UCLA in the News lists selected mentions of UCLA in the world’s news media. Some articles may require registration or a subscription. See more UCLA in the News.

No evidence that police presence prevents school shootings | NBC News

Ron Avi Astor, an expert on school violence at the University of California, Los Angeles, said he has seen “no evidence” that a police presence at schools stops gun violence. In fact, he added, “all these law enforcement measures actually have really negative mental health, academic connection to school consequences.”

Polling is clear: Americans want gun control | Vox

“The thing about those sort of generic questions: Somebody in Vermont can say yes and someone in California can say no, and they favor the exact same thing,” Chris Poliquin, an assistant professor at UCLA’s Anderson School of Management, who studies gun legislation after mass shootings, told Recode.

Supreme Court may expand gun rights amid roiling debate | The Hill

“It does seem relatively clear that the court is going to strike down New York’s law and make it harder for cities and states to restrict concealed carry of firearms,” said Adam Winkler, a professor at UCLA School of Law. “It remains to be seen exactly how broad the Supreme Court goes, but one thing is clear: as mass shootings become more of a political issue, the court is going to take options away from lawmakers on the basis of the Second Amendment.”

The nickname ‘Cali’ has a surprisingly long history | Los Angeles Times

“There’s always mystery in the history of language,” said Adam Bradley, English professor and founding director of the Laboratory for Race and Popular Culture at UCLA. However, it’s safe to say LL Cool J helped popularize “Cali” with his late ’80s hit “Going Back to Cali.” “[That] was the first time that the term pierced the consciousness,” Bradley said. “Then, a decade later in 97, you have Biggie with his song of the same title.”

Therapy program for Asian American youth expands | LAist

UCLA Fielding School of Public Health professor of community health sciences Gilbert Gee says research shows that Asian Americans have fairly high needs for mental health services, but tend to underutilize them. “Giving youth vouchers to remove one of those barriers I think is a great idea,” Gee says. He adds that it’s also important to remember the strength of the AAPI community, which has experienced so much hatred recently.

Why a California recession is a real possibility in 2023 | Sacramento Bee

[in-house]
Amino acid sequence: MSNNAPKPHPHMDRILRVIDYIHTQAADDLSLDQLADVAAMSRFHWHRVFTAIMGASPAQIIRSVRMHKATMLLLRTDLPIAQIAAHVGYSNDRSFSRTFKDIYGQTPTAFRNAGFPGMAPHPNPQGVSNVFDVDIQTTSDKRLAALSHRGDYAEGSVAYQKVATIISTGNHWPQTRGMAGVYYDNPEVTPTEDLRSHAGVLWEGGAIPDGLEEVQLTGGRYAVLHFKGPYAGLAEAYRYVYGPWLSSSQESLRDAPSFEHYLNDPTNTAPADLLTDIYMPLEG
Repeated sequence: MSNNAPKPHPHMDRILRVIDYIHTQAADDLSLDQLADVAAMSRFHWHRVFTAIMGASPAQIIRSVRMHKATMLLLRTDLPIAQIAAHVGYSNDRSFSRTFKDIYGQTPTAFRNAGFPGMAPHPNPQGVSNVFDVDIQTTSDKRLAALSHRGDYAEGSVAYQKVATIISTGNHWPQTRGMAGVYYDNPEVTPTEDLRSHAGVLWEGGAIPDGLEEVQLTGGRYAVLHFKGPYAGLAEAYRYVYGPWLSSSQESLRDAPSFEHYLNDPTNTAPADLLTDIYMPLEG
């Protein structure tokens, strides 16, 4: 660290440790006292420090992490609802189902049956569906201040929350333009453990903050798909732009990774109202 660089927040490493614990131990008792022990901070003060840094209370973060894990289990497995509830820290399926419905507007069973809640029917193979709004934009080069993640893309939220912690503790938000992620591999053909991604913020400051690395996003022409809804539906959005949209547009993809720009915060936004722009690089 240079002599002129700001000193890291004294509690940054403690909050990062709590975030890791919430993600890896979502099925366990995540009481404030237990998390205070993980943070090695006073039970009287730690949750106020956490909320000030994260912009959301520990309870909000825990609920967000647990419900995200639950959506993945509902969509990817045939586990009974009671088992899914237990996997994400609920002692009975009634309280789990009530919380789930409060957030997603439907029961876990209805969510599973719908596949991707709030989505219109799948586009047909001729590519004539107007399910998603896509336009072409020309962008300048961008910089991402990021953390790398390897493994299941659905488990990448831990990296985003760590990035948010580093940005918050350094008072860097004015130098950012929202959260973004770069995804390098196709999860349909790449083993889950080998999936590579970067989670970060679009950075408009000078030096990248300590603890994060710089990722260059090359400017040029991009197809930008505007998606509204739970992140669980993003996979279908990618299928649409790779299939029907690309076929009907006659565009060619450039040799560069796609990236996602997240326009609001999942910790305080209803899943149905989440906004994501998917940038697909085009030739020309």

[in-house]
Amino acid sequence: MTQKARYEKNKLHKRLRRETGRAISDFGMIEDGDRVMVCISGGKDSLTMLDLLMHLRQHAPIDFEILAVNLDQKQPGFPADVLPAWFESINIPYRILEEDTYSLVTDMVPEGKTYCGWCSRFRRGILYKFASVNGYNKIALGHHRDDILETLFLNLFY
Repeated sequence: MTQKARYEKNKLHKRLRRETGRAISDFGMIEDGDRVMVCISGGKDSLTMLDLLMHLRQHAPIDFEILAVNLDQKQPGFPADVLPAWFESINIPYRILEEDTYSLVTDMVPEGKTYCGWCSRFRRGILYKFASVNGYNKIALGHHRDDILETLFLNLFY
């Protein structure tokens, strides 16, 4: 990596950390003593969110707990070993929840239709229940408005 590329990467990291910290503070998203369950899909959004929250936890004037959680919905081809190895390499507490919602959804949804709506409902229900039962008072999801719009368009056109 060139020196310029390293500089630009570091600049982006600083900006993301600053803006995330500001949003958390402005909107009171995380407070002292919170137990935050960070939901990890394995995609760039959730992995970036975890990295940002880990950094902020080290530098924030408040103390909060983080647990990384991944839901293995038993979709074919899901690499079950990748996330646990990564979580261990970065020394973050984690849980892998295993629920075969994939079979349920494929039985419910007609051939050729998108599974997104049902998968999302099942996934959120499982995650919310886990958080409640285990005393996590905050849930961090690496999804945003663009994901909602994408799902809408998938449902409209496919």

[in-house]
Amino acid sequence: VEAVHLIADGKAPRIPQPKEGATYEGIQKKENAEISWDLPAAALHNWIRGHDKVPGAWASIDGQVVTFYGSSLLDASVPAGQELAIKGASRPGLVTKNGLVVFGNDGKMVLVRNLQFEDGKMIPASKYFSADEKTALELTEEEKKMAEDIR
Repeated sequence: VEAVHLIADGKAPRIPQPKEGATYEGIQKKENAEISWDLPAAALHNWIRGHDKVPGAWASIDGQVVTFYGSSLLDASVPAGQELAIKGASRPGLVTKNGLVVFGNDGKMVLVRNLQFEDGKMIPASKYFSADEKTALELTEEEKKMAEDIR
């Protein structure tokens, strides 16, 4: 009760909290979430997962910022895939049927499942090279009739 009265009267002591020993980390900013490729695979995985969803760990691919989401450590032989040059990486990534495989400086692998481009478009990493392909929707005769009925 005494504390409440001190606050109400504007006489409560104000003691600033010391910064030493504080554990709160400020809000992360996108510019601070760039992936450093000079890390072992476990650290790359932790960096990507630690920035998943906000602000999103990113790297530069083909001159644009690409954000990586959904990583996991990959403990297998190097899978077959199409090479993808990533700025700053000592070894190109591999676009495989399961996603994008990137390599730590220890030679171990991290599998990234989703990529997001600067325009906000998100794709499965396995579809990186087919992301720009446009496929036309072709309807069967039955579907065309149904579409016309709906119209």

The risk of a recession has grown in recent months, according to a new UCLA economic forecast released Wednesday. It sees “real risks” to the California economy from the war in Ukraine, Covid-related problems and other factors. (UCLA’s Leo Feler and Jerry Nickelsburg are quoted.)

New Mexico’s record-breaking fire season | New York Times

This spring, the risk factors aligned for an extreme fire season in New Mexico, said Park Williams, an associate professor at the University of California, Los Angeles, who studies long-term drought trends and the effects of climate change. Much of the state saw its driest or near-driest April on record. Springtime temperatures were above average, too.

Fentanyl overdoses spike at Blackfeet Nation | National Public Radio

The overdose death rate among Indigenous people was the highest of all racial groups in the first year of the pandemic — and was about 30% higher than the rate among white people, according to a March study published in JAMA Psychiatry, co-authored by Joe Friedman, a researcher at the University of California, Los Angeles. … “With the drug supply becoming so dangerous and toxic, it requires resources and knowledge and skills and funds [for people] to stay safe,” he says. “It requires access to harm reduction, health care, medications.”

Mouse study links air pollution to adverse outcomes in pregnancy | Medical Xpress

“The cellular changes we have observed could provide the missing link between exposure to air pollutants and adverse pregnancy outcomes, thereby helping to focus development of preventive strategies for at-risk pregnancies,” said Dr. Sherin Devaskar, lead author of the study and physician-in-chief of UCLA Mattel Children’s Hospital and distinguished professor of pediatrics at the David Geffen School of Medicine at UCLA.

Depp-Heard jury faces a difficult task | Washington Post

“In a libel case based on public speech like here, where the chief damages are emotional-distress damages and damages to professional reputation — which could lead to loss of unknown future movie roles, for instance — the damages are obviously hard to determine, and largely within the jury’s discretion,” said UCLA law professor Eugene Volokh.